While it’s pretty, and if you’re in the area it’s worth seeing, I’m not sure it’s worth a special trip for. Trains no longer run across it.

Fort Rodd Hill National Historic Site, Victoria B.C.

Fort Rodd Hill, Because militaries have to spend money defending strategic locations, even when they are highly unlikely to ever being attacked; the movie presentation takes some sort of pride in the fact that other than for training purposes, a single shot was never made from this facility.


I’m currently staying on Vancouver Island, BC, Canada. I came here mostly because it’s the hometown of a former officemate of mine from when I taught in S. Korea, and she’s returned home. I’m not staying at her home for a variety of reasons, the most important of which is she has three cats and two dogs, and I’m allergic to both. Instead I found an Airbnb rental near her in a neighborhood called Shwanigan Lake, one with a spare bed for visiting friends.

Shwanigan lake, BC was advertised as a resort mountain lake town, but the reality of the place came no where near to meeting the excitement those words conjured in my mind’s eye; for instance, the town area has two restaurants (one Japanese place that no one EVER goes to, the other is a pretty tasty fish and chips shop with maybe four tables), a fairly decent but not impressive non-chain coffeehouse/bakery, a Subways Subs, a Sarpino’s (that cheap chain you rarely see outside of a mall), a gas station and a Korean owned connivence store that also makes sushi to order. The homes are either falling down shacks, or decent looking middle class homes. There are no mountains to be seen, just hills, and the lake is fairly dinky in size. Basically, if it’s a resort mountain lake town, it’s a working class one. This basically means I’ve been getting a bit bored, but HAVE managed to catch up on a bunch of back-dated blog posts that I didn’t have time (or was too tired) to write while actually on the road.

As I was looking for ‘things to do’ in the area for my friend Louise and I, and came across an activity called, “Women on the Home Front at Fort Rodd Hill 2016”

“Discover how women of the Second World War contributed to our victory. Join costumed re-enactors and Parks Canada staff during this four-day event at Fort Rodd Hill National Historic Site. Step back in time to honour women of the second world war and learn about the important contributions they made on the home front.

Special Presentations

Friday June 17 at 2pm – Victory Roll and Bren Gun Girls: 1940’s hairstyles for working women.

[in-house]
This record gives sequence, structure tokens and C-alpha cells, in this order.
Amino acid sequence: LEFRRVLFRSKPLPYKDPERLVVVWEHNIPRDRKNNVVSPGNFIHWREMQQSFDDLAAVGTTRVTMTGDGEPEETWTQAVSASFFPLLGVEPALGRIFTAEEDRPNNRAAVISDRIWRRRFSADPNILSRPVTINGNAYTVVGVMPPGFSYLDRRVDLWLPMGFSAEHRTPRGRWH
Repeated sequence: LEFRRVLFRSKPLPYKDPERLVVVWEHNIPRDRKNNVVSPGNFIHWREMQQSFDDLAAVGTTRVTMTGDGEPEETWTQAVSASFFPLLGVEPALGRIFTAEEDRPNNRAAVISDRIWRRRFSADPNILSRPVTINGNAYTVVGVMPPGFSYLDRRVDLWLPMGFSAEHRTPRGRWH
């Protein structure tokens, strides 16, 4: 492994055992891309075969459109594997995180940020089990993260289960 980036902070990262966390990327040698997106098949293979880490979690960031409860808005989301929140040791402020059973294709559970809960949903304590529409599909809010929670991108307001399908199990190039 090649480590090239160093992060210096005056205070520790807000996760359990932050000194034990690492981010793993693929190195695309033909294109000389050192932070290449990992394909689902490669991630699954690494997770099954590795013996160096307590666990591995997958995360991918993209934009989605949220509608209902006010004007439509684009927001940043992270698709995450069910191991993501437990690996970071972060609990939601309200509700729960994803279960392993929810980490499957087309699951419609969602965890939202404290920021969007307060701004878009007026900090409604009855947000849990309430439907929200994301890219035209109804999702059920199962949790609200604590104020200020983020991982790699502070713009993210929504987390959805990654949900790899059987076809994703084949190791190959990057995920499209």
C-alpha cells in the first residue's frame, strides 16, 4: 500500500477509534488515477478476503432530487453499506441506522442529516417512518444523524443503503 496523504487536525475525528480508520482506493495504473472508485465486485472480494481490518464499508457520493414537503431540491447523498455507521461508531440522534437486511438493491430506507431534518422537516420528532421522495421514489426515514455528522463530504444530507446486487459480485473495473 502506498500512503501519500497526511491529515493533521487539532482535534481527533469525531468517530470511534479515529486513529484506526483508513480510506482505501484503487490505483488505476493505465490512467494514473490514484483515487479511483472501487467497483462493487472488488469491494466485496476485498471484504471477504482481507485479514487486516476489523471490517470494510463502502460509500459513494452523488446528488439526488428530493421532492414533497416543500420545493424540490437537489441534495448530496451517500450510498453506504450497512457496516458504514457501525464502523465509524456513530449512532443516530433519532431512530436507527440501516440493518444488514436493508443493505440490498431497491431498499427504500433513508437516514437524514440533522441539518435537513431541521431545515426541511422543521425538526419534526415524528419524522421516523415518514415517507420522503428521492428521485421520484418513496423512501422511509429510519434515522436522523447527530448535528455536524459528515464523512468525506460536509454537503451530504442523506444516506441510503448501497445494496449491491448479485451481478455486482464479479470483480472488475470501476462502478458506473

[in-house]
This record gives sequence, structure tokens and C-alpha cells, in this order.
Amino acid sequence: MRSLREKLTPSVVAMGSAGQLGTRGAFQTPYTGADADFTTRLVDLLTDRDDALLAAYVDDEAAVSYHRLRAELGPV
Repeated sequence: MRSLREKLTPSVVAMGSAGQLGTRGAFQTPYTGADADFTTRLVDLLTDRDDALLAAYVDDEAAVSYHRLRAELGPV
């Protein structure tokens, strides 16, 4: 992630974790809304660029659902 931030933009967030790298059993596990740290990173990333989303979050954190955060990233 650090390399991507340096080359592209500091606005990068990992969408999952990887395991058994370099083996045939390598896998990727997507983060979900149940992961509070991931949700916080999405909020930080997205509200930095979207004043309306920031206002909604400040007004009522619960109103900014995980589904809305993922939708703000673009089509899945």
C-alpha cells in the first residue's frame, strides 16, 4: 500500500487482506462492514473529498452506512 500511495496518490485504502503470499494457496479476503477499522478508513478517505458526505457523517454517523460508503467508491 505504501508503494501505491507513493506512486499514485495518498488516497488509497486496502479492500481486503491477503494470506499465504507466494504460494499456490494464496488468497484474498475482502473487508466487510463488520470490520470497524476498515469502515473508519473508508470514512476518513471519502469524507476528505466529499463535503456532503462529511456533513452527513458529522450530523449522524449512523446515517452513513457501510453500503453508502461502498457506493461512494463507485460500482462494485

Saturday June 18 at 11am – Learn to knit:  First 20 participants get needles and wool. Everyone will receive free historic patterns and knitting help.

Saturday June 18 at 1pm – Knitting Bee: Refreshments and draw prizes.”

Sounds good right? I thought so as you know I’m in to History, and in case you missed it (the book I’m currently reading is listed off to the right), I had just recently finished reading the social history book Home Fires: The Story of the Women’s Institute in the Second World War, which originally went by the title of Jambusters: The Women’s Institute at War 1939-1945, but got renamed to match name of the PBS drama series that was based on the book. Also, my friend Louise is very into feminist issues (she’s a professor of Human Resources -HR – and has written a load of papers on how women get screwed over repeatedly in the work place, especially in S. Korea) so I thought she’d be excited to see it, and she was.

I made a point of calling the Forte well in advance to verify what the web site had said, and they confirmed that it was going to begin on Thursday the 16th and run through Sunday the 19th (I actually found TWO web sites with the same information). Since my friend Tom was going to be coming in for a visit via the Victoria Clipper (a passenger only ferry) from Seattle, WA on the 17th, and would stay through the 19th, I figured our best bet was to go the 16th — as Tom being male might be less into the whole feminist thing. Then, the morning of the 16th I had posted to facebook that the plan for the day was to go to that event, and Louise posted a third link to it, one I had not until then seen, which said it was on the 17th through the 19th, and NOT on the 16th. This got me worried.